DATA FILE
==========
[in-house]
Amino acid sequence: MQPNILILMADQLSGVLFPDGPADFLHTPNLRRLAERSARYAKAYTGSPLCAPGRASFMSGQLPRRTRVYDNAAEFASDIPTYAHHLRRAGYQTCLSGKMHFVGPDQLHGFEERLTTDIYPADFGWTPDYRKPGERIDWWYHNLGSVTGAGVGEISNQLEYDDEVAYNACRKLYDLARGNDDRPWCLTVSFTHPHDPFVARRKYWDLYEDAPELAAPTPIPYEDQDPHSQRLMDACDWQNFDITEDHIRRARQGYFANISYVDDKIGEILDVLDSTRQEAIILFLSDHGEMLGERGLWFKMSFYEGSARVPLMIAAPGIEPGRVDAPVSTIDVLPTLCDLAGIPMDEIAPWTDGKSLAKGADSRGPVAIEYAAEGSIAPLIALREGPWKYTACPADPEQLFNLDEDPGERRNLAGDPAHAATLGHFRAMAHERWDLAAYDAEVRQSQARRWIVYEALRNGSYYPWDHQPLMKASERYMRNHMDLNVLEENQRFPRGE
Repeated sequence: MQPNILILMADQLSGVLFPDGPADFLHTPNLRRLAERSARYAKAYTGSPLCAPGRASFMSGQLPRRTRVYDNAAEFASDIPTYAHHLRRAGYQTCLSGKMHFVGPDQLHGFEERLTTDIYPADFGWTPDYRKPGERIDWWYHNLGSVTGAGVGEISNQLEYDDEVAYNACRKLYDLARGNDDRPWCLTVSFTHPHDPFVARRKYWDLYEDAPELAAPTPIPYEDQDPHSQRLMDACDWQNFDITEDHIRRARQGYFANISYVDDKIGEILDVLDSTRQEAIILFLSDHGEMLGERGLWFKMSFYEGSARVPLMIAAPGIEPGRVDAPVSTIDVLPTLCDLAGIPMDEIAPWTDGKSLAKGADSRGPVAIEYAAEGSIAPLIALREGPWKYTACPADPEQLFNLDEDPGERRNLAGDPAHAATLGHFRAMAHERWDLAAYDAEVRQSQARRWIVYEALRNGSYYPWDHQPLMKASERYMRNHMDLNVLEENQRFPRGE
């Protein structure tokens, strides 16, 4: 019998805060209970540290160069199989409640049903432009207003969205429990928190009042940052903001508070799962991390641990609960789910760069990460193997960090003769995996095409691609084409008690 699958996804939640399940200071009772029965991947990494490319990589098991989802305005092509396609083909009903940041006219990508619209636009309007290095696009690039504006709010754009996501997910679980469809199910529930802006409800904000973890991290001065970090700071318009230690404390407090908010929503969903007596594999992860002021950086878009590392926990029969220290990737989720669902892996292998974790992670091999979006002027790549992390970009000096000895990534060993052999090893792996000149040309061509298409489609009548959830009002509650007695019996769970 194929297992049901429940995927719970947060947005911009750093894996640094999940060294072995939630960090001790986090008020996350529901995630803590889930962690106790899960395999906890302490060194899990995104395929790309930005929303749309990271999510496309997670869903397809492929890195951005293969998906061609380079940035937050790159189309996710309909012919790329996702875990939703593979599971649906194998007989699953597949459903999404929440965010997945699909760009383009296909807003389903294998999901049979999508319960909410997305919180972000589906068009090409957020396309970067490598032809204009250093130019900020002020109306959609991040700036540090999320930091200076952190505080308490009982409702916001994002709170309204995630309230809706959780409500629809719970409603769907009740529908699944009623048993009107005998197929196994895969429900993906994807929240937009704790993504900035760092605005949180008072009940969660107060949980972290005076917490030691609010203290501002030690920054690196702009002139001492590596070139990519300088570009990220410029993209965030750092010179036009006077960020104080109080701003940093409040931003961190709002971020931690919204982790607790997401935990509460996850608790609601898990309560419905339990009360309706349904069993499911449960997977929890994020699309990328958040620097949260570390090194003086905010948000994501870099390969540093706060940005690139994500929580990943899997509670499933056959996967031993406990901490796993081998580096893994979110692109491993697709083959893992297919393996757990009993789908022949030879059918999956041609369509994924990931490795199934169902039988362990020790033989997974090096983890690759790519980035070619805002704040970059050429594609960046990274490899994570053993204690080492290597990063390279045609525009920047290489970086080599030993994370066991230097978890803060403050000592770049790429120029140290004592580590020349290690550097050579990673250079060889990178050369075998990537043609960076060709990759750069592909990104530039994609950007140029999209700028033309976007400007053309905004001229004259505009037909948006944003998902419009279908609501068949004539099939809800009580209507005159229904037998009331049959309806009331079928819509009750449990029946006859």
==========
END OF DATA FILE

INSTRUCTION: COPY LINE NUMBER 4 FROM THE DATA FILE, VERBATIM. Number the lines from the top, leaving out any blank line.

């Protein structure tokens, strides 16, 4: 019998805060209970540290160069199989409640049903432009207003969205429990928190009042940052903001508070799962991390641990609960789910760069990460193997960090003769995996095409691609084409008690 699958996804939640399940200071009772029965991947990494490319990589098991989802305005092509396609083909009903940041006219990508619209636009309007290095696009690039504006709010754009996501997910679980469809199910529930802006409800904000973890991290001065970090700071318009230690404390407090908010929503969903007596594999992860002021950086878009590392926990029969220290990737989720669902892996292998974790992670091999979006002027790549992390970009000096000895990534060993052999090893792996000149040309061509298409489609009548959830009002509650007695019996769970 194929297992049901429940995927719970947060947005911009750093894996640094999940060294072995939630960090001790986090008020996350529901995630803590889930962690106790899960395999906890302490060194899990995104395929790309930005929303749309990271999510496309997670869903397809492929890195951005293969998906061609380079940035937050790159189309996710309909012919790329996702875990939703593979599971649906194998007989699953597949459903999404929440965010997945699909760009383009296909807003389903294998999901049979999508319960909410997305919180972000589906068009090409957020396309970067490598032809204009250093130019900020002020109306959609991040700036540090999320930091200076952190505080308490009982409702916001994002709170309204995630309230809706959780409500629809719970409603769907009740529908699944009623048993009107005998197929196994895969429900993906994807929240937009704790993504900035760092605005949180008072009940969660107060949980972290005076917490030691609010203290501002030690920054690196702009002139001492590596070139990519300088570009990220410029993209965030750092010179036009006077960020104080109080701003940093409040931003961190709002971020931690919204982790607790997401935990509460996850608790609601898990309560419905339990009360309706349904069993499911449960997977929890994020699309990328958040620097949260570390090194003086905010948000994501870099390969540093706060940005690139994500929580990943899997509670499933056959996967031993406990901490796993081998580096893994979110692109491993697709083959893992297919393996757990009993789908022949030879059918999956041609369509994924990931490795199934169902039988362990020790033989997974090096983890690759790519980035070619805002704040970059050429594609960046990274490899994570053993204690080492290597990063390279045609525009920047290489970086080599030993994370066991230097978890803060403050000592770049790429120029140290004592580590020349290690550097050579990673250079060889990178050369075998990537043609960076060709990759750069592909990104530039994609950007140029999209700028033309976007400007053309905004001229004259505009037909948006944003998902419009279908609501068949004539099939809800009580209507005159229904037998009331049959309806009331079928819509009750449990029946006859």